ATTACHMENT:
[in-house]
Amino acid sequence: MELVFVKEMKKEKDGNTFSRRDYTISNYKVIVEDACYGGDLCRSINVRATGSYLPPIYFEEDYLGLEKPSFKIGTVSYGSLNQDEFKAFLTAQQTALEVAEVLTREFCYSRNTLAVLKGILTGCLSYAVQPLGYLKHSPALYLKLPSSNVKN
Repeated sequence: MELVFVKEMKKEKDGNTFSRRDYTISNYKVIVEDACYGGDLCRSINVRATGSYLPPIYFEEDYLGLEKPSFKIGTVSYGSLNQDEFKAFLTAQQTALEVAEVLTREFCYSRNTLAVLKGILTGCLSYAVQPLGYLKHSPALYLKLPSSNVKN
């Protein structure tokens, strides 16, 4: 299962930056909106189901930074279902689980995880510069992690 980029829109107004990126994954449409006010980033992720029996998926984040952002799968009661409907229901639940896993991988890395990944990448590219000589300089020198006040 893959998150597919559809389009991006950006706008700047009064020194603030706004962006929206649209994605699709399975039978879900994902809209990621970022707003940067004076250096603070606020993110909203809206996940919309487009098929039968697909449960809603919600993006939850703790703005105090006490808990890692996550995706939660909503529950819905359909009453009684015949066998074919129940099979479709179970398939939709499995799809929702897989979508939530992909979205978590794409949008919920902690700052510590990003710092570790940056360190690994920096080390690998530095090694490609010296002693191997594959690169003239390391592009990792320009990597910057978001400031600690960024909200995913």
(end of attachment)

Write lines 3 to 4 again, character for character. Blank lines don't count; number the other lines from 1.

Repeated sequence: MELVFVKEMKKEKDGNTFSRRDYTISNYKVIVEDACYGGDLCRSINVRATGSYLPPIYFEEDYLGLEKPSFKIGTVSYGSLNQDEFKAFLTAQQTALEVAEVLTREFCYSRNTLAVLKGILTGCLSYAVQPLGYLKHSPALYLKLPSSNVKN
């Protein structure tokens, strides 16, 4: 299962930056909106189901930074279902689980995880510069992690 980029829109107004990126994954449409006010980033992720029996998926984040952002799968009661409907229901639940896993991988890395990944990448590219000589300089020198006040 893959998150597919559809389009991006950006706008700047009064020194603030706004962006929206649209994605699709399975039978879900994902809209990621970022707003940067004076250096603070606020993110909203809206996940919309487009098929039968697909449960809603919600993006939850703790703005105090006490808990890692996550995706939660909503529950819905359909009453009684015949066998074919129940099979479709179970398939939709499995799809929702897989979508939530992909979205978590794409949008919920902690700052510590990003710092570790940056360190690994920096080390690998530095090694490609010296002693191997594959690169003239390391592009990792320009990597910057978001400031600690960024909200995913």